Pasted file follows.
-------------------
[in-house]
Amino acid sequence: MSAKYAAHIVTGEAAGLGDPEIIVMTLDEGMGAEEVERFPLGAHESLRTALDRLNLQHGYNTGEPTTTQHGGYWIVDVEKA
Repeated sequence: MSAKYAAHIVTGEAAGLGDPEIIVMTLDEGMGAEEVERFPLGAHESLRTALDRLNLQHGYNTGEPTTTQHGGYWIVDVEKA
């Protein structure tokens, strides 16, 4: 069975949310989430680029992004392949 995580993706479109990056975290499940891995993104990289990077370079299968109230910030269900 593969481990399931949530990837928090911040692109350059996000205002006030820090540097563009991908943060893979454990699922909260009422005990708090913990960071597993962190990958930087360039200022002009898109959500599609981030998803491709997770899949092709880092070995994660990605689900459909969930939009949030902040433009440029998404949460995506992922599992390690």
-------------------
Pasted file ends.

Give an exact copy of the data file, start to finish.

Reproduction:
[in-house]
Amino acid sequence: MSAKYAAHIVTGEAAGLGDPEIIVMTLDEGMGAEEVERFPLGAHESLRTALDRLNLQHGYNTGEPTTTQHGGYWIVDVEKA
Repeated sequence: MSAKYAAHIVTGEAAGLGDPEIIVMTLDEGMGAEEVERFPLGAHESLRTALDRLNLQHGYNTGEPTTTQHGGYWIVDVEKA
């Protein structure tokens, strides 16, 4: 069975949310989430680029992004392949 995580993706479109990056975290499940891995993104990289990077370079299968109230910030269900 593969481990399931949530990837928090911040692109350059996000205002006030820090540097563009991908943060893979454990699922909260009422005990708090913990960071597993962190990958930087360039200022002009898109959500599609981030998803491709997770899949092709880092070995994660990605689900459909969930939009949030902040433009440029998404949460995506992922599992390690």